"There is. . .an eternal discrepancy between the self-knowledge which we gain by observing ourselves objectively and the self-awareness which we have of ourselves subjectively; a discrepancy which probably makes it impossible for us ever to arrive at the truth.”
By discovering Murdoch in mid-career, and with one of her finest novels, I was in the fortunate position of being able to catch up with her many previous books while at the same time going forward with each new work as it was produced. As my first Murdoch, The Black Prince holds a prime place in my affections, but each of her generous novels combines the best elements of both popular and literary fiction and even makes such distinctions seem unnecessary. A few others of which I’m especially fond are A Fairly Honourable Defeat, The Bell, and especially her Booker-prize winner The Sea, The Sea.
Although most of the novels seem to be back in print, for the Murdoch completist a trip to the library is in order. Here you can find the five works of moral philosophy which set the groundwork on which her fiction is built: Acastos: Two Platonic Dialogues; The Fire and the Sun: Why Plato Banished the Artists; Metaphysics as a Guide to Morals; The Sovereignty of Good; and her first published book, Sartre: Romantic Rationalist, which was written while she was donning in philosophy at Oxford.
There are her plays, not necessary reading, certainly, but intriguing for the light they shed on her novels and certainly not something you’re likely to see performed any time soon. These include The Three Arrows, and, The Servants and the Snow; Joanna, Joanna and several plays based on her novels, The Italian Girl, The Black Prince, and (with J. B. Priestly) A Severed Head. There is also her poetry, which was published as A Year of Birds, and in a collection simply titled Poems. Essays and miscellaneous writings are included in Existentialists and Mystics: Writings on Philosophy and Literature and Occasional Essays.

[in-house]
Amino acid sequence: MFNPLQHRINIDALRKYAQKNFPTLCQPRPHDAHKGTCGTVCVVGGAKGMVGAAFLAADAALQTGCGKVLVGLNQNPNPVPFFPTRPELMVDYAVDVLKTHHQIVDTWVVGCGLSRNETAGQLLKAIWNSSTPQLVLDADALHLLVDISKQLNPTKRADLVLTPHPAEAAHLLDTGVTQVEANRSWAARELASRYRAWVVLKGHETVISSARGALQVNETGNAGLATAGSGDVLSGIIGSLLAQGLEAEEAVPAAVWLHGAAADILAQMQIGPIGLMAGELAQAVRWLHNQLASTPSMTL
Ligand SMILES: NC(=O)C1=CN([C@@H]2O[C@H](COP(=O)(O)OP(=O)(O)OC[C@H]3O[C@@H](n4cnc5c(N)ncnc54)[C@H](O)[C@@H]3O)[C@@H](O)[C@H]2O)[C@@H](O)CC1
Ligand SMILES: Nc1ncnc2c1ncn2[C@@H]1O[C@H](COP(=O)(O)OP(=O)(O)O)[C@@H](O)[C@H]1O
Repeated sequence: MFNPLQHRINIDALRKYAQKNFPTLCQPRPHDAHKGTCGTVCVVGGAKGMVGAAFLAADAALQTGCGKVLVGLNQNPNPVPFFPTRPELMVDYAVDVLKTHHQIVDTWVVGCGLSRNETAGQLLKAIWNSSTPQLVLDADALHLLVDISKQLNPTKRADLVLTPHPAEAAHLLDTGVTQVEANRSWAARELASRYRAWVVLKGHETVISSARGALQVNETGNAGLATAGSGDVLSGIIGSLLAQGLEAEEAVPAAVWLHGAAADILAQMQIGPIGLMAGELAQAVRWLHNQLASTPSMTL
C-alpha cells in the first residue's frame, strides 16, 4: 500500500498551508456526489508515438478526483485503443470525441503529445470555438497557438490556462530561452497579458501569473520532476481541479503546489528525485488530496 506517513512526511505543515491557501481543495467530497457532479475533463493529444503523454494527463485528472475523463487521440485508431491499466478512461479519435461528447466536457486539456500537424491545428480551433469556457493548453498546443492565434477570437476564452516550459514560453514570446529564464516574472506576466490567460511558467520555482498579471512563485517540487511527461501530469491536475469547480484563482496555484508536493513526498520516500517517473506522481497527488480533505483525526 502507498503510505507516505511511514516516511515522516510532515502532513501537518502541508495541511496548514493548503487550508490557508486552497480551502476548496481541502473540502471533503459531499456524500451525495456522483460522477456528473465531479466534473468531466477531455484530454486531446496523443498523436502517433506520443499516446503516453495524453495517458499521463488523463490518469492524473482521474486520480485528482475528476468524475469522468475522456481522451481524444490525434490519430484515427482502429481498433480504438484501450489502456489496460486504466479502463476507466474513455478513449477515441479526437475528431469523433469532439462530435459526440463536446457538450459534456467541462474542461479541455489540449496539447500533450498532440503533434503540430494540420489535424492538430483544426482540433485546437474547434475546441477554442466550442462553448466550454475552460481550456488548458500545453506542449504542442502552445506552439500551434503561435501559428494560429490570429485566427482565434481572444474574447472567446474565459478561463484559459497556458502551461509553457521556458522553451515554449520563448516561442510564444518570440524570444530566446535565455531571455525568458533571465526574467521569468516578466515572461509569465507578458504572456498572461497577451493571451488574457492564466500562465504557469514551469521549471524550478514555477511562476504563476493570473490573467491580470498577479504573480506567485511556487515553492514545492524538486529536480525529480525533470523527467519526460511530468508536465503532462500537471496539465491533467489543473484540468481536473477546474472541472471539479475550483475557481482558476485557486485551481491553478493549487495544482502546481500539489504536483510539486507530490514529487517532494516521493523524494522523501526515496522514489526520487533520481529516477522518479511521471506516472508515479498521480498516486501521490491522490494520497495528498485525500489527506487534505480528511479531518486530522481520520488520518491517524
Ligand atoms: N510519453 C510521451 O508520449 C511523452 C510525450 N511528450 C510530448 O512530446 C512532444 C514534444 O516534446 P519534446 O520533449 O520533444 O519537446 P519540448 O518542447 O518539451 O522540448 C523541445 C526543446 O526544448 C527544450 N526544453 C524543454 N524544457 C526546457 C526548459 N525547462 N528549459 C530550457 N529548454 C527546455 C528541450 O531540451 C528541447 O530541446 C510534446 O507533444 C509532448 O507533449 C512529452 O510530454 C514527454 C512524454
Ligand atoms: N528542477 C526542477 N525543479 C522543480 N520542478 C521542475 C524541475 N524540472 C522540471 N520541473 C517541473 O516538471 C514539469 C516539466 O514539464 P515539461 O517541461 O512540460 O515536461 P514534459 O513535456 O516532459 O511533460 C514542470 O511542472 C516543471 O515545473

Musing about Iris Murdoch has led me to thoughts of literary longevity—of authors who will continue to be read in years to come and those who will disappear. Like a grandparent who has dimmed to a pale memory, or the great-grandparent who is nothing more than a name in a family record, books can all too easily fade from consciousness. Popular fiction is particularly susceptible. Take two phenomenal bestsellers of about fifty years ago: The Man in the Gray Flannel Suit and From Here to Eternity. Does anyone actually still read either of these books, or would they even be remembered if it weren’t for their movie versions? Go back to the bestseller list of 1911, the year the New York Public Library opened its doors, and you’ll be even less likely to find a title or author you can identify. For example, has anyone ever heard of Harold Bell Wright or read his The Winning of Barbara Worth? Yet this novel was tremendously popular with readers, adapted for the theatre three times, and even made into an epic silent film. Who’s to say this novel wouldn’t provide a rewarding reading experience or at least shed insight on a different era?
With literary novels, academia can sustain a literary reputation for a much greater length of time. In my last ten years of working with the public at the general reference desk, I’ve only encountered two people who were seeking information on Murdoch, one for a paper, another who was looking for one of the poems to send to a friend overseas. But a search in the MLA International Bibliography (spanning the last ten years), brings up 112 hits, all scholarly books or articles, indicating there is still plenty of interest in Iris Murdoch. It is one of my great joys here at the New York Public Library to have generations of fiction available at all times, permitting layer after layer of literary archaeology.